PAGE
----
Before founding Exium, Farooq Khan was founder and CEO of PHAZR, a 5G Millimeter wave radio network solutions company that was sold to JMA Wireless . Before that he was the President and Head of Samsung Research America, Samsung’s U.S.-based R&D unit, where he led high impact collaborative research programs in mobile technology. He also held engineering positions at Bell Labs, Ericsson and Paktel.

Farooq earned a PhD in Computer Science from Université de Versailles Saint-Quentin-en-Yvelines in France.  He holds over 200 U.S. patents, has written over 50 research articles and a best-selling book.

Qualcomm unveils 5G and AI-Enabled Drone Platform

Qualcomm Technologies, Inc. is showing off what is says is the world’s first drone platform and reference design to offer both 5G and AI-capabilities, the Qualcomm Flight RB5 5G Platform.

The company says the drone reference design helps accelerate development for commercial, enterprise, and industrial drones, and unleashes innovative possibilities for industries looking to adopt drone solutions and realize the benefits of the intelligent edge.   5G connectivity — including mmWave and sub-6 GHz bands — and WiFi 6. The chip-maker says the networking tech can help support drone-to-drone communications and drone swarms. Both use cases are being explored across industries, from delivering and transporting goods to aerial light displays to military warfare.

The drone model below is includes an embedded Qualcomm® QRB5165 processor and a Qualcomm Spectra 480 Image Signal Processor that can capture 200 megapixel photos and 8K video at 30 FPS. In addition, the drone can record in 4K at 120 FPS with support for HDR.

Image Credit: Qualcomm


The company says that the Qualcomm Flight RB5 5G Platform brings cutting-edge capabilities to the drone industry by condensing multiple complex technologies into one tightly integrated drone system to support evolving applications and new use cases in sectors including film and entertainment, security and emergency response, delivery, defense, inspection, and mapping.

At its core, the Flight RB5 5G platform uses the QRB5165 processor and Kryo 585 CPU and Adreno 650 GPU, based on the Snapdragon 865 CPU. The AI enhancements come by way of the Hexagon Tensor Accelerator in the Hexagon 698 DSP. Third-parties that use the platform will also get access to a trio of software development kits for neural processing, computer vision and multimedia applications.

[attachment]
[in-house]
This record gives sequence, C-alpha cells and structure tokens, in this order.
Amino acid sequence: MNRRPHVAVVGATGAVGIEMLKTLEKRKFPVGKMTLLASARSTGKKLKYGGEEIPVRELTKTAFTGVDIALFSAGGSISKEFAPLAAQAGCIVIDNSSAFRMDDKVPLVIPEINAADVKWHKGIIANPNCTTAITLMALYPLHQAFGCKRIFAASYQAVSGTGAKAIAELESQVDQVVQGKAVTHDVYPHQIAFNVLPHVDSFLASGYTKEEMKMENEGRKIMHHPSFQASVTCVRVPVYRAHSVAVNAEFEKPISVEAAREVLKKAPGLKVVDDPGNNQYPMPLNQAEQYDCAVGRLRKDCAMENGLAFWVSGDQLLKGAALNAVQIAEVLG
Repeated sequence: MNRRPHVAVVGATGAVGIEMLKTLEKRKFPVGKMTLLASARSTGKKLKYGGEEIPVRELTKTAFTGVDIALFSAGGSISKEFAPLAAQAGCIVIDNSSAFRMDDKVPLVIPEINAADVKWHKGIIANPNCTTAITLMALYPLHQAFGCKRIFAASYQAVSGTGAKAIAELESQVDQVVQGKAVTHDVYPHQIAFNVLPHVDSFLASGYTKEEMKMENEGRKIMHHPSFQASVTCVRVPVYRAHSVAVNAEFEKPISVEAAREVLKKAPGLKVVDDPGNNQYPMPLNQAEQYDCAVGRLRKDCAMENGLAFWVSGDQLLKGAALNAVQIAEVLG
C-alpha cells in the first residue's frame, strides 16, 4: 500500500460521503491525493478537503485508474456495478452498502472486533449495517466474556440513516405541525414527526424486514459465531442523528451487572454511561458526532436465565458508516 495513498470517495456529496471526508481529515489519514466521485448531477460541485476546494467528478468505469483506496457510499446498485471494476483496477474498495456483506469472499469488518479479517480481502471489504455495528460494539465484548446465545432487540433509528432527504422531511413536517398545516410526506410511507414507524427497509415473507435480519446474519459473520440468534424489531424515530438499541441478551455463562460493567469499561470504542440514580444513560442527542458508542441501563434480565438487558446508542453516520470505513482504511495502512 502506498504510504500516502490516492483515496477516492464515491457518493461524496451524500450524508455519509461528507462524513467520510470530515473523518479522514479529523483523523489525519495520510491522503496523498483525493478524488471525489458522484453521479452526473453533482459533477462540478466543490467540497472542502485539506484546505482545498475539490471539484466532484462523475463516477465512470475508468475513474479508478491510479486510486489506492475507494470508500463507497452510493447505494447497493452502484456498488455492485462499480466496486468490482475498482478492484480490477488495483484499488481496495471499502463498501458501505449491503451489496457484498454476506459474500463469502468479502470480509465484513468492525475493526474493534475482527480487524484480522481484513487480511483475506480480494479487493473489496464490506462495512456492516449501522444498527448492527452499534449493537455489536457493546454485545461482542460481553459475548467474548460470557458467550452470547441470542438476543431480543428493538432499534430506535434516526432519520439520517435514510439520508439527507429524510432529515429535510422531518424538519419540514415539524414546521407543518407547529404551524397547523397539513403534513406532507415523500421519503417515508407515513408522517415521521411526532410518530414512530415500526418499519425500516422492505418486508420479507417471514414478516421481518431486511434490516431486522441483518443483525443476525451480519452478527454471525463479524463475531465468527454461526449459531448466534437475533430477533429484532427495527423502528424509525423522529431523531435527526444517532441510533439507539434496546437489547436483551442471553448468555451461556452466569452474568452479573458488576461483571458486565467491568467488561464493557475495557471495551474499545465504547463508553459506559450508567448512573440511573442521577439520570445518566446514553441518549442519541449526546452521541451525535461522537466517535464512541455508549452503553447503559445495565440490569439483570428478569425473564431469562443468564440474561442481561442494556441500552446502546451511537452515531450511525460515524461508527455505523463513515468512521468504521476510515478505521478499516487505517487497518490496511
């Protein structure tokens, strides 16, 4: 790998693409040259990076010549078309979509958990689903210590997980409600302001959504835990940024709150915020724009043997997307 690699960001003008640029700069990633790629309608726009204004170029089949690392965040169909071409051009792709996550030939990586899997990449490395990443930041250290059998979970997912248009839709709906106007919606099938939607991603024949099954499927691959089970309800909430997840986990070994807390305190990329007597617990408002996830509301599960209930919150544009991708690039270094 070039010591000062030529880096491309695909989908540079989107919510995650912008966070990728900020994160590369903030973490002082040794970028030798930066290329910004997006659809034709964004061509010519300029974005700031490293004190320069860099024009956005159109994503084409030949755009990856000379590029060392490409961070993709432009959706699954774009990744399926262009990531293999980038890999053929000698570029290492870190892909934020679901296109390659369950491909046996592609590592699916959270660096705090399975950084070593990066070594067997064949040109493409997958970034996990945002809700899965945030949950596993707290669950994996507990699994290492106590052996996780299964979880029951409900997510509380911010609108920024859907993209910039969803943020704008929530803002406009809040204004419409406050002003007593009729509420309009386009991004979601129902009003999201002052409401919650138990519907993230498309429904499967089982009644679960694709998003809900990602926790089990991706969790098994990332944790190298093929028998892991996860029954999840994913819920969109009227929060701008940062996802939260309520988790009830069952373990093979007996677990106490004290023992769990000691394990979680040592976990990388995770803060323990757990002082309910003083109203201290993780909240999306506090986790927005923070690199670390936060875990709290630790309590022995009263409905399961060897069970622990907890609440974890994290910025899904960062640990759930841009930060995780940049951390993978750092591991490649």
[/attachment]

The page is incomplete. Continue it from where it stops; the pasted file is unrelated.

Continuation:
The Qualcomm Flight RB5 5G Platform’s high-performance and heterogeneous computing at ultra-low power consumption provides power efficient inferencing at the edge for AI and Machine Learning (ML) enabling fully autonomous drones.  Breakthrough camera capabilities deliver premium image capabilities and performance. With 5G and Wi-Fi 6 connectivity, this platform enhances critical flying abilities beyond visual line-of-sight (BVLOS) to support safer, more reliable flight. In addition, safety controls alone can no longer assure industrial and commercial drone safety, especially when scaling to Beyond Visual Line of Sight operations. The Qualcomm Flight RB5 5G Platform is equipped with a Qualcomm® Secure Processing Unit to support modern drone demands for cybersecurity protections as a key enabler of data-protection and safety requirements.

Qualcomm Technologies is working with Verizon to complete network testing of the Qualcomm Flight RB5 5G Platform for the Verizon 5G network, and expects the platform, which is 5G mmWave capable, will be offered via the Verizon Thingspace Marketplace.

The Qualcomm Flight RB5 5G drone reference design is available for pre-sale now through ModalAI. The Qualcomm Flight RB5 5G development kit is expected to be available in Q4 of 2021. For more information on the platform, including technical features, please visit the product details page here.


Qualcomm first got involved in drones in 2015, then ventured into robotics in 2019. Last year it combined the two technologies in its RB5 platform. Chad Sweet’s ModalAI, which in 2018 spun out of Qualcomm, will manufacture and distribute the drone platform, and says the first development kits will ship in the last three months of this year.

Qualcomm, which already commands a huge lead in the 4G/5G smartphone industry, is hoping its Snapdragon chipsets can be the silicon that pushes 5G into a wider range of other devices.  The company has made a series of drone platforms since its first, Qualcomm Flight, in 2018.


Global carriers and IoT ecosystem leaders showcase validation and support for Qualcomm Technologies latest drone solution:   

Asia Pacific Telecom

“As the leader in innovative telecom services in Taiwan, Asia Pacific Telecom Co., Ltd (APT) is excited to work with one of our most important strategic collaborators, Qualcomm Technologies on the support of 5G and AI-enabled drones. APT provides 5G and application integration services to advance the performance of robots and drones in different perspectives. We truly believe that 5G capabilities built into the platform will enable new autonomous drone experiences,” said Mr. Shang-Chen Kao, chief technology officer, network and technology center, Asia Pacific Telecom.